A new film about a tech titan starring Anthony Hopkins is being released next month, not on Netflix or in theaters but on an NFT platform.
L.A.-based startup Vuele is releasing “Zero Contact,” a film featuring Hopkins as a character whose secret invention could either solve mankind’s problems or destroy the world.
In September, Vuele will auction off a one-of-one NFT linked to the film, which will grant the owner early access to the release along with a host of extra features like bonus footage. The company considers itself the “first direct-to-consumer, full-length feature film NFT viewing and distribution platform.”
It will release subsequent versions of the NFTs, available as drops for which users must queue up. Each round will tender a higher number of NFTs, with each granting owners fewer associated perks. Users will be able to display and trade their NFTs on the Vuele platform.
Vuele (pronounced “view-lee”) is a joint venture between L.A.-based CurrencyWorks, a publicly-traded cryptocurrency platform, and Beverly Hills-based Enderby Entertainment.
Cameron Chell, founder of both CurrencyWorks and Vuele, said his interest in NFTs crescendoed in February when he saw the hundreds of thousands of dollars that was being spent on Topps’ blockchain-based offering of Garbage Pail Kids, a set of characters originally launched in the ’80s to parody the Cabbage Patch Kids franchise. That same month sales in NBA Top Shot NFTs hit their all-time high, and Chell’s business thesis crystallized.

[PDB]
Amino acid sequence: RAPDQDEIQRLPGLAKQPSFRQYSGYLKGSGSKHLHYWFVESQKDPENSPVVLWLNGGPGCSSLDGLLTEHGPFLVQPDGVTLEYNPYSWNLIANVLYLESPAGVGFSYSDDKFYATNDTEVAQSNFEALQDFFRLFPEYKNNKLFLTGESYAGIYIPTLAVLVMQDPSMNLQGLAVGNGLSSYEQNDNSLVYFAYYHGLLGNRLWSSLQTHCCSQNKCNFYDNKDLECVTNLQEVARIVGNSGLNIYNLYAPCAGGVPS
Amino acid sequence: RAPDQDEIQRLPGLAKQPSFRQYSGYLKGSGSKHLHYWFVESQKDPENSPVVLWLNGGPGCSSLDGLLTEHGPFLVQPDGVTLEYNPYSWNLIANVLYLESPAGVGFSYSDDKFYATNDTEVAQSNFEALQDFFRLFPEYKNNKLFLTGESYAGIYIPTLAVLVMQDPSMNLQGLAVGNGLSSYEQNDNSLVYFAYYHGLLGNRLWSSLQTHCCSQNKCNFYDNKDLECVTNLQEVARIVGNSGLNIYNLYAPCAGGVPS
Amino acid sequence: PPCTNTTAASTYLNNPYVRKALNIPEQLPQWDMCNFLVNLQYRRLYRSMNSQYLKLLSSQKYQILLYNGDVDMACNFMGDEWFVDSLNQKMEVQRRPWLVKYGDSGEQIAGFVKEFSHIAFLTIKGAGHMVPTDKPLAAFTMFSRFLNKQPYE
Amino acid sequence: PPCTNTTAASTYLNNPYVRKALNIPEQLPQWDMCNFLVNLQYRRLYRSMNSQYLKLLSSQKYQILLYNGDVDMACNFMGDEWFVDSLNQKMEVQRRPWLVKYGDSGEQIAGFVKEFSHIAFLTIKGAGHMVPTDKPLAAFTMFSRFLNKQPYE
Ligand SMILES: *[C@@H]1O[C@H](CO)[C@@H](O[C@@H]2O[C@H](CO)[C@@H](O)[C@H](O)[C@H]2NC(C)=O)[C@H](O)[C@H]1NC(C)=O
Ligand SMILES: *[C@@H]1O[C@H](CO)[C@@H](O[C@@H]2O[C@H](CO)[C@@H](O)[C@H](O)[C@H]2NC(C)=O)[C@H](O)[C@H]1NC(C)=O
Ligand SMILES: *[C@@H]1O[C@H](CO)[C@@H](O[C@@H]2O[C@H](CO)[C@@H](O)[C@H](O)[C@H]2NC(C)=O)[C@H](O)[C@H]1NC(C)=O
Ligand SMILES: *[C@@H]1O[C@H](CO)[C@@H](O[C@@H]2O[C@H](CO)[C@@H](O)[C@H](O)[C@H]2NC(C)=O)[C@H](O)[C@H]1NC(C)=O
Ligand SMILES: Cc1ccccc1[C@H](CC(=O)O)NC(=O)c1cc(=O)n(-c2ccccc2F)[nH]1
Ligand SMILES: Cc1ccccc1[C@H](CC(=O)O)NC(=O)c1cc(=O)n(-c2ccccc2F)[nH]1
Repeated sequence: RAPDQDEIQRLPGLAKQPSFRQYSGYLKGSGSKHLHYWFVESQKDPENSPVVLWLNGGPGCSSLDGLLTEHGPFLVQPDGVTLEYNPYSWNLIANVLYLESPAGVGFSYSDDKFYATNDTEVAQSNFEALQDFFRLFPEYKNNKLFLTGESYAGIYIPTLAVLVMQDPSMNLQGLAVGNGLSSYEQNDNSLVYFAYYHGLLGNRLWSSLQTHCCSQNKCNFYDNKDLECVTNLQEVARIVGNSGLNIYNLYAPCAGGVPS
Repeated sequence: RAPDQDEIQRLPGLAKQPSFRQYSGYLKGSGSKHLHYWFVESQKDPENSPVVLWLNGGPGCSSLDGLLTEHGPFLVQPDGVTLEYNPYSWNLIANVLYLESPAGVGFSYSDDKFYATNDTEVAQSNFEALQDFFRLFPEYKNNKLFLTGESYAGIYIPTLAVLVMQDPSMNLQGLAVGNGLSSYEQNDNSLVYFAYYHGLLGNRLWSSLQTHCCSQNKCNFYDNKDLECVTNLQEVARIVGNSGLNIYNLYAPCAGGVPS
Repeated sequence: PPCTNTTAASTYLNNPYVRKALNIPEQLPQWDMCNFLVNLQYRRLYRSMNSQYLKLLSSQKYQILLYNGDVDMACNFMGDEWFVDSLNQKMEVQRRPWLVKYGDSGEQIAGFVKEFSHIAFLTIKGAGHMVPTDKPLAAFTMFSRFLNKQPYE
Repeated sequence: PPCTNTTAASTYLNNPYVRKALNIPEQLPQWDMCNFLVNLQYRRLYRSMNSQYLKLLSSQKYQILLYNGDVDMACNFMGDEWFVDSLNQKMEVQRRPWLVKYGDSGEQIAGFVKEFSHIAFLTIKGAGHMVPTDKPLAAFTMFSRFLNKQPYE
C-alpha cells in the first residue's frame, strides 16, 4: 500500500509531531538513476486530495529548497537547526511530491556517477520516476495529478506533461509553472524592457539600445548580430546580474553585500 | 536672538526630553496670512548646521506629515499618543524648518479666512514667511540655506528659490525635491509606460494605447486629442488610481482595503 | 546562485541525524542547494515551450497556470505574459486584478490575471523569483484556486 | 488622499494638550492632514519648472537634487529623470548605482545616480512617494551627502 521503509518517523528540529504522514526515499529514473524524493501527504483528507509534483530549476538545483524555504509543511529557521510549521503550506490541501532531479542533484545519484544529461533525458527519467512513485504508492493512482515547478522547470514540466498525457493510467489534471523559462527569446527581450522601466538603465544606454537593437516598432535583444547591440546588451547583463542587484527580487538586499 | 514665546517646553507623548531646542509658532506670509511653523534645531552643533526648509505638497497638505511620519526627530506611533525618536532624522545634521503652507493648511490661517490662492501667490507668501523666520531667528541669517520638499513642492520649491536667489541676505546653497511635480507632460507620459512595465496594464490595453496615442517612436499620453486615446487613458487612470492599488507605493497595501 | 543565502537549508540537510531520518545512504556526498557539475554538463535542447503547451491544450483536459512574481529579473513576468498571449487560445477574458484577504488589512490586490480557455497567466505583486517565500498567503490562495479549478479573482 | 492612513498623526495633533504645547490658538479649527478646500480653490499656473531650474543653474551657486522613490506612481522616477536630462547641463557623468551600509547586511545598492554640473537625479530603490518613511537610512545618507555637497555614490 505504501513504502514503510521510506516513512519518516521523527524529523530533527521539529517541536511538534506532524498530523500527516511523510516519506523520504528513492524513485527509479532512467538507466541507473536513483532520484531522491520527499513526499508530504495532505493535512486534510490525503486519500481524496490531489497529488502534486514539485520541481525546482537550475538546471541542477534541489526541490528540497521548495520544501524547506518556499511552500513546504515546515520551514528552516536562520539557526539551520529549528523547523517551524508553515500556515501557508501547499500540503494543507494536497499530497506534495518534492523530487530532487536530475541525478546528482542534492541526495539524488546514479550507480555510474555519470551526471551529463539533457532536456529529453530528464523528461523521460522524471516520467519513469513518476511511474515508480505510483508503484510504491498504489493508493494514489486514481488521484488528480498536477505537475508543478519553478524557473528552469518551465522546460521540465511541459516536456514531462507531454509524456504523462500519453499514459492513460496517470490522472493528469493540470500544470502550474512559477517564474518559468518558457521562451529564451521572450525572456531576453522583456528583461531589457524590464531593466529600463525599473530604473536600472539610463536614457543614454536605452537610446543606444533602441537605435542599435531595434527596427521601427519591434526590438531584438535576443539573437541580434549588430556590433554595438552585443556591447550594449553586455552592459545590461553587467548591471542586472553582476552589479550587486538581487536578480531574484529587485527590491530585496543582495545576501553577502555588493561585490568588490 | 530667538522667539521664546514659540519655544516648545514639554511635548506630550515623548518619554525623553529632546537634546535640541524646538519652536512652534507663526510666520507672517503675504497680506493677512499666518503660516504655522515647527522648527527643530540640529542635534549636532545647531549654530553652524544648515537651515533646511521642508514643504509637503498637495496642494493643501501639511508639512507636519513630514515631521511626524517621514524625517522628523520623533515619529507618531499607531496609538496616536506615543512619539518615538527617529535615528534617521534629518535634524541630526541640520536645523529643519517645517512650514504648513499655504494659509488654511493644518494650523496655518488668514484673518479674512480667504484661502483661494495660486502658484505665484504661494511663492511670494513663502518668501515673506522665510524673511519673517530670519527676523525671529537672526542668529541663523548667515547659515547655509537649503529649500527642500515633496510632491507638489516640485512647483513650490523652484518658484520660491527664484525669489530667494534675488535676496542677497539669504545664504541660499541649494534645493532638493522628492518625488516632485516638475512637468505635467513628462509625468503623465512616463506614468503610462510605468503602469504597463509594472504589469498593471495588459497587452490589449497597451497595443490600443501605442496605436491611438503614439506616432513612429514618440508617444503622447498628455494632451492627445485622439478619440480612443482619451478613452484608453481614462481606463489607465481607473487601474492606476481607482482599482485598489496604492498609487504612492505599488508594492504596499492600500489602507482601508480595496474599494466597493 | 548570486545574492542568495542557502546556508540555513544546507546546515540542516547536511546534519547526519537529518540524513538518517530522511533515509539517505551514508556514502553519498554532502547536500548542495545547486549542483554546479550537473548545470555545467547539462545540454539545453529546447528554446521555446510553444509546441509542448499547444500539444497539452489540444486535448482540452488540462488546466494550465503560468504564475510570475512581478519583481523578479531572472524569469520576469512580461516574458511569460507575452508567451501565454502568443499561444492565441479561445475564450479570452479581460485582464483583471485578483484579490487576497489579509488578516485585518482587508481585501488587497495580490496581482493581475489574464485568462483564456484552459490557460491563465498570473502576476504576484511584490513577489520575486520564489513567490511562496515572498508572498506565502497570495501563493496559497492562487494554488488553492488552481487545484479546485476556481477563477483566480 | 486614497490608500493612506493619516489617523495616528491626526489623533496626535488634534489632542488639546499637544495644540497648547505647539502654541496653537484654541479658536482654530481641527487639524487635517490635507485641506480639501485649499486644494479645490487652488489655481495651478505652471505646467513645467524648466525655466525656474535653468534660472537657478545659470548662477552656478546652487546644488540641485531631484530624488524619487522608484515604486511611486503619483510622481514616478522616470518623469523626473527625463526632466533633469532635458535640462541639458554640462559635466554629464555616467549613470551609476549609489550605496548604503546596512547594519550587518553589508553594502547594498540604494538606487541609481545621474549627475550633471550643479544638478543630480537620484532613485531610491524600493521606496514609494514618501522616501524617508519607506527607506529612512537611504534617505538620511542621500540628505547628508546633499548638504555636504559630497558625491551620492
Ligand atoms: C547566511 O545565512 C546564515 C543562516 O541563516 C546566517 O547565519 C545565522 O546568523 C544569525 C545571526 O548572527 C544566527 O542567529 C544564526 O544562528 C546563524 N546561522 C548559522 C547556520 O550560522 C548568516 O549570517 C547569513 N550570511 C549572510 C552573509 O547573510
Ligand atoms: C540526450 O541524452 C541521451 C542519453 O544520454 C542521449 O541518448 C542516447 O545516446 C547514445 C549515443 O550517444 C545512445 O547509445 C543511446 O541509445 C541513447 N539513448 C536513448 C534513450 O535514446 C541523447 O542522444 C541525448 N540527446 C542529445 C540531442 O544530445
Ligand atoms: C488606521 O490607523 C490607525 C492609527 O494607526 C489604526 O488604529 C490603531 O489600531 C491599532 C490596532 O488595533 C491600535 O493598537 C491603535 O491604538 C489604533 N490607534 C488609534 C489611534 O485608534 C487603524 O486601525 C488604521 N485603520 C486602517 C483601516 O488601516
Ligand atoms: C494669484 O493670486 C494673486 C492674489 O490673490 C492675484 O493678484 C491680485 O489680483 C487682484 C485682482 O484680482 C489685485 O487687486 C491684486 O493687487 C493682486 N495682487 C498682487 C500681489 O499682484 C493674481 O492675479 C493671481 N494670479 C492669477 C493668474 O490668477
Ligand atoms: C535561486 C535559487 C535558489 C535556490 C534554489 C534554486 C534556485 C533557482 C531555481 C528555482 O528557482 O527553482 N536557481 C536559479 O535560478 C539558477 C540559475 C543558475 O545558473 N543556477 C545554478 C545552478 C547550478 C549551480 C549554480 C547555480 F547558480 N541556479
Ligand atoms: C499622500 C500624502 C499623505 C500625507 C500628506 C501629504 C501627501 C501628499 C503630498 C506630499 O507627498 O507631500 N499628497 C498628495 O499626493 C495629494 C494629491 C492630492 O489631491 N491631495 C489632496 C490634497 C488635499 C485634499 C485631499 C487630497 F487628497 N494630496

“Creating an entire community and an economy around something that people have passion in seemed very, very viable,” he said.
He co-founded Vuele the next month. Filming wrapped in February 2021. Now the company is aiming to bring about what Chell calls an “incremental form of distribution for the movie industry,” with Zero Contact as its maiden voyage.
Intellectual property in film can be rife with complexities, ranging from exhibition windows to geographies. To simplify the experiment, Vuele acquired full rights to the film, directed by Enderby Entertainment’s Rick Dugdale. Chell would not disclose how much the company paid.
His hope is that by managing the intellectual property for this first go-round, Vuele will be able to point to the experience as a case study for future negotiations with other content owners.
“A lot of people have talked about using blockchain for distribution of entertainment content since before anybody knew how to say ‘NFT’,” said Richard Thompson, an entertainment-tech lawyer. The decentralized database technology offers promise for simplifying royalty payments and potentially protecting against piracy, he said.
“But the typical way that NFTs work today doesn’t lend itself very well to film distribution,” Thompson added, noting that the tokens are best for specific, unique digital objects and that films aren’t necessarily a great use case. “Somebody will come up with something really cool and workable that may change the way that entertainment content is distributed, but not until a bunch of dumb people who don’t get it have tried stupid things and failed.”
Chell, however, thinks the community of film fanatics will prove fertile ground for NFTs.
To make money, Chell said that when Vuele owns the IP outright, it will take the NFT primary sale and a percentage of secondary trades, then look to transfer the film into “traditional distribution” channels, such as selling it to a streamer. In cases where it partners with a distributor or producer, it will do a revenue split.